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Epistemology

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Epistemology is a branch of philosophy that is concerned with the study of knowledge, that is, theories explaining it, different propositions held by philosophers about knowledge, it definition, how it is acquired, and how one can tell he or she knows what he or she claims to know. Generally it is an area of study that is greatly faced with different ideals on what knowledge should be hence bringing up the issue of trying to define knowledge with most philosophers defines it as a justified true belief.

This further necessitates the need to know what is a belief, truth and justification which then forms the basis of discussion and argument on various criticisms held by people with different views and opinions. Therefore, a belief can be regarded as a proposition held by an individual and thinks that it is true. On the other hand, truth is a proposition in which there are no reasonable doubts that the belief is logic and finally justification is offering a supportive evidence of what one claims to be true and to believe in.

The above discussion brings in the issue of coherentism and evidentialism where by there are conflicting argument on what is true and relevant for one to claim to be in possession of knowledge. First and foremost, coherentism is an argument that any belief held should cohere or fit together with any other belief that may be held in the system and that justified belief should be evidentially supported by other beliefs. On the other hand, evidentialism is a proposition of justification in which the belief is justified depending on the evidence or support one has.

Therefore from the above observation, it is possible to be a coherentist who is not an evidentialist. This is from the fact that sometimes the evidence that one may offer to support or justify a belief may fail to be approved at some point and that it may fail to be relevant at that point. In addition a belief can be justified without necessarily having to give any supportive evidence for instance religious beliefs. Human beings have got different religious beliefs and therefore are justified depending on what they believe in. No one can disapprove the justification because no one has got tangible evidence on which religious belief is true.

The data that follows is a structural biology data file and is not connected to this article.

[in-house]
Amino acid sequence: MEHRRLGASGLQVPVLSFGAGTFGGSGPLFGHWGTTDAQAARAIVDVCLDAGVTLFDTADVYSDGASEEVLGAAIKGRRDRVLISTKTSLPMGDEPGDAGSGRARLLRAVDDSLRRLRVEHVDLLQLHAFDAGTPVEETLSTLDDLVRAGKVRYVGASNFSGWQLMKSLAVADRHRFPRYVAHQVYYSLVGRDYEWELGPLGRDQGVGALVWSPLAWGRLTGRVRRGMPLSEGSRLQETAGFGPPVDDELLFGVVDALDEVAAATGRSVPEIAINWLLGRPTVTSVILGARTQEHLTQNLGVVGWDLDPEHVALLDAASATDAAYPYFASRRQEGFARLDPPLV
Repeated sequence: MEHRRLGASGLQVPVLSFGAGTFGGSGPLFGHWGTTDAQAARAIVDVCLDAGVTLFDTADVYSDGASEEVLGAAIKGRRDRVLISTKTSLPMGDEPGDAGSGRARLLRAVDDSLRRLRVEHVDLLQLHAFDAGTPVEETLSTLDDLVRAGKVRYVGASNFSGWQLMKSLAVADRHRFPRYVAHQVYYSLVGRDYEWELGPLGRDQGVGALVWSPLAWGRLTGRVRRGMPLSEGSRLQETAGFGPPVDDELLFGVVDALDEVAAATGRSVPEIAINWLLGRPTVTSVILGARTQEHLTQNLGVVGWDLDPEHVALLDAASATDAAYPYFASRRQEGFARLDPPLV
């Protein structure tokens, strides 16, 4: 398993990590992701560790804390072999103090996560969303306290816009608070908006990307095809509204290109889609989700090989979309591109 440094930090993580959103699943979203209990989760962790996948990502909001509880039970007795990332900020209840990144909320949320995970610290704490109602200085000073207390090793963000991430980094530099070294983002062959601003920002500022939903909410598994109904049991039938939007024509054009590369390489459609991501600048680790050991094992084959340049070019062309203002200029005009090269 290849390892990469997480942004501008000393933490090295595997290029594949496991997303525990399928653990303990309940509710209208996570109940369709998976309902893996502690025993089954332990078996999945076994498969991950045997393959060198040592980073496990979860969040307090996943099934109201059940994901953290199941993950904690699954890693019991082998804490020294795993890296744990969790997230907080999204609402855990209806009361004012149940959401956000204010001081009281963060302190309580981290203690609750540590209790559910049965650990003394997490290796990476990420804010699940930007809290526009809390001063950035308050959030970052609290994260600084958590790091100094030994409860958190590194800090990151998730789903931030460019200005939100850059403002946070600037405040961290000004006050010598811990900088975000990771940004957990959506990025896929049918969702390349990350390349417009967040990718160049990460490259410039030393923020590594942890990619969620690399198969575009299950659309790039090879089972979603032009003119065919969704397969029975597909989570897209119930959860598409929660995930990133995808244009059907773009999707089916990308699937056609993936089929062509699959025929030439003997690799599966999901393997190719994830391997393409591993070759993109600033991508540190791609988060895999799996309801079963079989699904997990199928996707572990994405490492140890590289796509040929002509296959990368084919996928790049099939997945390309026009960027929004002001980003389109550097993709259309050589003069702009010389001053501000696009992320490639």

Although evidentialism is meant to differentiate justified beliefs from unjustified ones, evidentialism is not itself evidenced and this disqualifies it as a prerequisite for coherentism. Finally the reason why it is possible to be a coherentist who is not an evidentialist is because of cognitive dissonance. That is, based on the human nature. The human mind is not naturally made to come up with beliefs based on evidence1. In conclusion therefore, any belief can be justified without having to provide any supportive evidence depending on the context and the matter in question, thus the possibility of being a coherentist who is not an evidentialist.

Theories of knowledge

In epistemology, various proponents have come up with different schools of thought to explain what true knowledge or most important knowledge essentially is. There are various theories of knowledge that have been brought forward some of which include rationalism theory, empiricism theory, and a combination of both the empirical and rational theory of knowledge.

The rationalism theory

This theory is based on mental reasoning as opposed to mental perception. One of the proponents of this theory is Descartes who holds the view that true knowledge is independent of mental perceptions. This brings up the issue of priori truths which refers to truths that cannot be inferred from sense perceptions and they hold true independently of sense experiences. Rationalists hold the view that what is known is a fact and that it does not change with time or depending on the conditions in the environment. They also believe that it is universal, necessary and sure. Therefore in this theory of knowledge, the proponents emphasize on  the logical reasoning of the mind whereby one acquires knowledge through an analysis of the objects, forms and the situations around him or her and then making the correct and relevant inference and conclusion from ones observation.

In rationalism, knowledge can be acquired through a number of ways which can be either through intuition, deduction, innate knowledge or innate concept. Intuition is a rational insight gained by individual whereas deduction is whereby one comes up with a conclusion from the intuited propositions. Innate knowledge is knowledge that is already in existence within an individual and innate concept is knowledge that one applies in a particular subject area but is independent of sense experience. Thus the proponents of rationalism view reason as being superior to experience as a source of knowledge.

The empirical theory of knowledge